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I would like to hide a control such as a TextBox when it has a binding on a property such as the Text property that is invalid (has thrown a BindingExpression path error). This is different from simply checking to see if the binding's value is null in a trigger. Null may in fact be a perfectly acceptable value, and the control should still be displayed. Basically I have a DataTemplate that I want to reuse with several different types of objects from my VM, some of which may have certain properties in common, and some of them may have unique properties. When a particular property does not exist on the object that is currently the binding source of the DataTemplate, the DataTemplate will have some sort of additional trigger or binding that will hide the particular control that is bound to the property that does not exist.

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I just answered effectively the same question here stackoverflow.com/questions/9893825/… – Phil Mar 27 '12 at 17:26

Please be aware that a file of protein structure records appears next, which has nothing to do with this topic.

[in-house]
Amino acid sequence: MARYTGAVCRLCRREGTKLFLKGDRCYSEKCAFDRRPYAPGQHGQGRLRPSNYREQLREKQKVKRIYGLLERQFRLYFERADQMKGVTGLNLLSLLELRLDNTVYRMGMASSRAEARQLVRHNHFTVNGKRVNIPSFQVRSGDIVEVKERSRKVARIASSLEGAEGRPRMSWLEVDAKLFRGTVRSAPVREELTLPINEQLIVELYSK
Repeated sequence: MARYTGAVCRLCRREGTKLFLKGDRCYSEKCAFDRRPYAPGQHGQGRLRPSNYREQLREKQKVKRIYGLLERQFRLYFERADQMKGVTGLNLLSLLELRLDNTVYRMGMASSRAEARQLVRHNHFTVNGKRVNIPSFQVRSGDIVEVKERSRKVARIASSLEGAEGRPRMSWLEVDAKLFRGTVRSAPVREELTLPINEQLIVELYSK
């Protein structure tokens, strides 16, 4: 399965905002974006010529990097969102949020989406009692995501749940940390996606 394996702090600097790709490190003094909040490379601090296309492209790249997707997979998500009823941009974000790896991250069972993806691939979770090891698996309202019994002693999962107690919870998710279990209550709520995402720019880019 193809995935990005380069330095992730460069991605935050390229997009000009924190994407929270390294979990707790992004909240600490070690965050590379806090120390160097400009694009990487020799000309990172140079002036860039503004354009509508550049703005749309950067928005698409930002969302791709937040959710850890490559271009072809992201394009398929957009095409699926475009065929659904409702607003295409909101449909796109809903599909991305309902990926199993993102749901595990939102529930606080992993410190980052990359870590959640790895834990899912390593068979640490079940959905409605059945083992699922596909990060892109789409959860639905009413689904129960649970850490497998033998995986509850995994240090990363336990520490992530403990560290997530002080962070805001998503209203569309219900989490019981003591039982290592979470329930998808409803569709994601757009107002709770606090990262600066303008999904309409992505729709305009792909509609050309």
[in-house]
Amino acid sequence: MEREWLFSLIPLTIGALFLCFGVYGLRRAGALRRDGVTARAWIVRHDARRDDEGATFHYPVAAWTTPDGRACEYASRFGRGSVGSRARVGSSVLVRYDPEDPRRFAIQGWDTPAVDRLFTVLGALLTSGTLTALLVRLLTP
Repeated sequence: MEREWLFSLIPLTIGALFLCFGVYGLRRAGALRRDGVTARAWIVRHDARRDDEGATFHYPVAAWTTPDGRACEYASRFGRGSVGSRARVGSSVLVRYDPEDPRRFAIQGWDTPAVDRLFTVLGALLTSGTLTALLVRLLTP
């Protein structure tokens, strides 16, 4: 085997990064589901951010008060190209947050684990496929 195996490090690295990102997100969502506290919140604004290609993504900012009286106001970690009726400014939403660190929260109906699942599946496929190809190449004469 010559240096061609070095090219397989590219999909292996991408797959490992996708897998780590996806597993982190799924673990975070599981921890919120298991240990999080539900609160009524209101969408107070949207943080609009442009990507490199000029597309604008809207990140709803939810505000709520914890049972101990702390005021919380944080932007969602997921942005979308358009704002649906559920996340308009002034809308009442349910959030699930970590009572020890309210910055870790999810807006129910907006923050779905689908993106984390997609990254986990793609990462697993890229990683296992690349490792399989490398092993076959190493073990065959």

Brilliant! Thanks @Phil, just what I was looking for – Dave M Mar 28 '12 at 10:46

You could play around with the Validation.ErrorTemplate to style the control when a validation error occurs.

Then just set the ValidatesOnDataError = True in the binding and away you go

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But what if there is another legitimate validation error? For instance a TextBox.Text bound to an integer and the user types a letter, throwing a validation error (can't parse the integer), then the TextBox disappears. – Dave M Mar 27 '12 at 14:47
    
Also, setting ValidatesOnDataError = True for the binding, doesn't seem to actually catch the BindingExpression path error – Dave M Mar 27 '12 at 15:01
    
Hmm yea I obviously didn't think about it. Phil's comment seems like a good solution. FallBackValue and a visibility converter. That would totally work. – Jason Ridge Mar 28 '12 at 5:29

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